Ethical questions on organ transplantation have focused mainly on resource allocation — access to transplantation and prioritization of donor organs. A recent analysis revealed few consults were called for questions about appropriate resource allocation.1
“The actual experience with ethics consultation in this population can reveal unanticipated complexities in organ allocation decisions and the care of transplant candidates and recipients,” the authors wrote.
To learn more about reasons for ethics consults involving transplants, researchers analyzed all adult ethics consultations from 2007-2017 at Massachusetts General. Taken together (candidates and recipients), nurses and physicians requested consults with equal frequency. However, nurses called ethics consults for transplant recipients far more often than physicians (80% vs. 20% of cases).
“In their bedside role, clinical nurses may be more attuned to patient suffering and the burdens imposed by ongoing or escalating interventions,” the authors wrote.
Nurses also spot communication breakdowns because of conversations with different medical services that happen throughout the day.
“There are particular complexities to transplant recipients that make them more susceptible to this type of breakdown,” says Andrew Courtwright, MD, PhD, the study’s lead author and an assistant professor of clinical medicine at University of Pennsylvania’s Perelman School of Medicine.
Cases entail multiple providers, regulatory considerations about one-year survival, and high-intensity treatments. Of 880 ethics consults, 60 involved solid organ transplant (39 for candidates and 21 for recipients). The most common issue differed, depending on whether the patient was a candidate or recipient.
For transplant candidates, the most common issue was conflict over treatment intensity once the patient was determined not to be a candidate for transplantation. For transplant recipients, the most common issue was a disagreement between surrogates and providers over intensity of treatment.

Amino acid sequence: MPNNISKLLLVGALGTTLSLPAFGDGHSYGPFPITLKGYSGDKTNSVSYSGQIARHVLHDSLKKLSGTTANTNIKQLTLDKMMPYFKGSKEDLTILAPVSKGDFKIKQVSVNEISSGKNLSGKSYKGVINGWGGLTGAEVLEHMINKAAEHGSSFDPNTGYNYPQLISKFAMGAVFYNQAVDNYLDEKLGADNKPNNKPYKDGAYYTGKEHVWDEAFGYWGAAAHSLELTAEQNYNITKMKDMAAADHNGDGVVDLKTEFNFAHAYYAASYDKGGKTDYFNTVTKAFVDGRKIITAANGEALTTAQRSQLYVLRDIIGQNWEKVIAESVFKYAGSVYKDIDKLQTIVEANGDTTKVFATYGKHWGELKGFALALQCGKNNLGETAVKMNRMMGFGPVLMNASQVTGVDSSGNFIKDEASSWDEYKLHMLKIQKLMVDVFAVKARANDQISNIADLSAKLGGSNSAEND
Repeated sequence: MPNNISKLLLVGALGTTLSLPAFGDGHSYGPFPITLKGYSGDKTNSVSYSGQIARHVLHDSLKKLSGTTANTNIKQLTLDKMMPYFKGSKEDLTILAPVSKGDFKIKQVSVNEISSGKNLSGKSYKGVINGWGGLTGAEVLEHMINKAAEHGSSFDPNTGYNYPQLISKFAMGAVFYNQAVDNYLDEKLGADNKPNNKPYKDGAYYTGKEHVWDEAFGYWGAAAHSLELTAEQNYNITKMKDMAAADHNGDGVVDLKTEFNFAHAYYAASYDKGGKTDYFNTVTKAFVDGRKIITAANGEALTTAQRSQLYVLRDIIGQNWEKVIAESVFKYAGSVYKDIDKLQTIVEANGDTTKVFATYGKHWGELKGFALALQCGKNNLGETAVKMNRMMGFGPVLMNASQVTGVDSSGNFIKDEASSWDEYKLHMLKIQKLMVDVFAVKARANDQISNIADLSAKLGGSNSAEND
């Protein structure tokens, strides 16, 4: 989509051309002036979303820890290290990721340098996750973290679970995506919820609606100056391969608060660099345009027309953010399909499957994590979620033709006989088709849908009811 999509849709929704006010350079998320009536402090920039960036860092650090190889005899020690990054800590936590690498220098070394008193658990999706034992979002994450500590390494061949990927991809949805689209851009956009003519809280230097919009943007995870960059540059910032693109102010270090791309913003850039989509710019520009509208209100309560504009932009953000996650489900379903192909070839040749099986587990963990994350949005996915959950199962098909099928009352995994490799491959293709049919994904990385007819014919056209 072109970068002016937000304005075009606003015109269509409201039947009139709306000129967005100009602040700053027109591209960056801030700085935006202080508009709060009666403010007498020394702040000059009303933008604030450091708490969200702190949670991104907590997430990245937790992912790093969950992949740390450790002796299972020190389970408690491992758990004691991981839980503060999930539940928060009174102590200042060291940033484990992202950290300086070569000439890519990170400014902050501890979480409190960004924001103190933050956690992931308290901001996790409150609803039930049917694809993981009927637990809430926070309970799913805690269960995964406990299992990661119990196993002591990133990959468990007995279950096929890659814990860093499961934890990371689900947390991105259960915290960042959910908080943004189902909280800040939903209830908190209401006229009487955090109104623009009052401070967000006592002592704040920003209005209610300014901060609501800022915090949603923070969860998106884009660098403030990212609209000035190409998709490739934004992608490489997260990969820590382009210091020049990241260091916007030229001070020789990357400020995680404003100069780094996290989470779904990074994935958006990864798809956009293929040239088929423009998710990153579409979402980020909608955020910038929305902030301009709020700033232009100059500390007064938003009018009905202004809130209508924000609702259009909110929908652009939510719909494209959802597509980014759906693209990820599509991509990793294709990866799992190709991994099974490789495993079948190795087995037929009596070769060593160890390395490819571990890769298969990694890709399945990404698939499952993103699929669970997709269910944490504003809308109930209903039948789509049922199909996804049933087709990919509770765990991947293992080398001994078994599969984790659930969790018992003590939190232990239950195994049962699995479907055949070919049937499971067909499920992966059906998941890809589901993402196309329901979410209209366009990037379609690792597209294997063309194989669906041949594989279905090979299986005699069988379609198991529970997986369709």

These usually are cases in which surrogates (or patients themselves) do not want to continue life-sustaining treatment after transplant because of ongoing burdens or quality of life. The transplant team wants to continue because they believe a good outcome is still possible.
“Our study has several implications for clinicians and bioethicists,” Courtwright says.
The findings underscore the need for better communication — specifically, the expectations around the care of transplant candidates and recipients. For example, patients should talk about goals of care if it turns out transplant is not possible. “Only a third of patients undergoing transplant evaluation in our cohort had advance care planning documents,” Courtwright reports.
Clear criteria regarding inactivation — when the patient is no longer a transplant candidate — also are needed, as well as specific benchmarks for reactivation.
“While flexibility is important in evolving clinical scenarios, shifting goals and a perceived lack of transparency may increase moral distress,” Courtwright and colleagues wrote.
Unit-based conversations on specific ethical issues in transplant patients can help prevent conflicts and “may provide a forum for giving voice to ethical concerns before formal ethical consultation is needed,” the authors added.
- Courtwright AM, Erler KS, Bandini JI, et al. Ethics consultation for adult solid organ transplantation candidates and recipients: A single centre experience. J Bioeth Inq. 2021.